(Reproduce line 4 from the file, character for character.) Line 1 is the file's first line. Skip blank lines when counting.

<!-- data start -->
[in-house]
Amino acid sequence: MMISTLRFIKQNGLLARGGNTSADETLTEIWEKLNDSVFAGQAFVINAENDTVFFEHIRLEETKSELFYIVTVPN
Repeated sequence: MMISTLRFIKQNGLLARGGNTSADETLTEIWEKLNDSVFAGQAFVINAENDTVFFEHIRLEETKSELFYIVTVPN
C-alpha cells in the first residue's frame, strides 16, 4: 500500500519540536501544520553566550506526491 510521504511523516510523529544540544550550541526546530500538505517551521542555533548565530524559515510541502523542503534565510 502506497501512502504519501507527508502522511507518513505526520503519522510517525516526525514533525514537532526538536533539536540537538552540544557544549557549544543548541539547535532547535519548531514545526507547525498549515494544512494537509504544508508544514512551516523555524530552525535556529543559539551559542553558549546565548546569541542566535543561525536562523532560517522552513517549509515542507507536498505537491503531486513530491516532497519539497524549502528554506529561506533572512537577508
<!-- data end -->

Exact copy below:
C-alpha cells in the first residue's frame, strides 16, 4: 500500500519540536501544520553566550506526491 510521504511523516510523529544540544550550541526546530500538505517551521542555533548565530524559515510541502523542503534565510 502506497501512502504519501507527508502522511507518513505526520503519522510517525516526525514533525514537532526538536533539536540537538552540544557544549557549544543548541539547535532547535519548531514545526507547525498549515494544512494537509504544508508544514512551516523555524530552525535556529543559539551559542553558549546565548546569541542566535543561525536562523532560517522552513517549509515542507507536498505537491503531486513530491516532497519539497524549502528554506529561506533572512537577508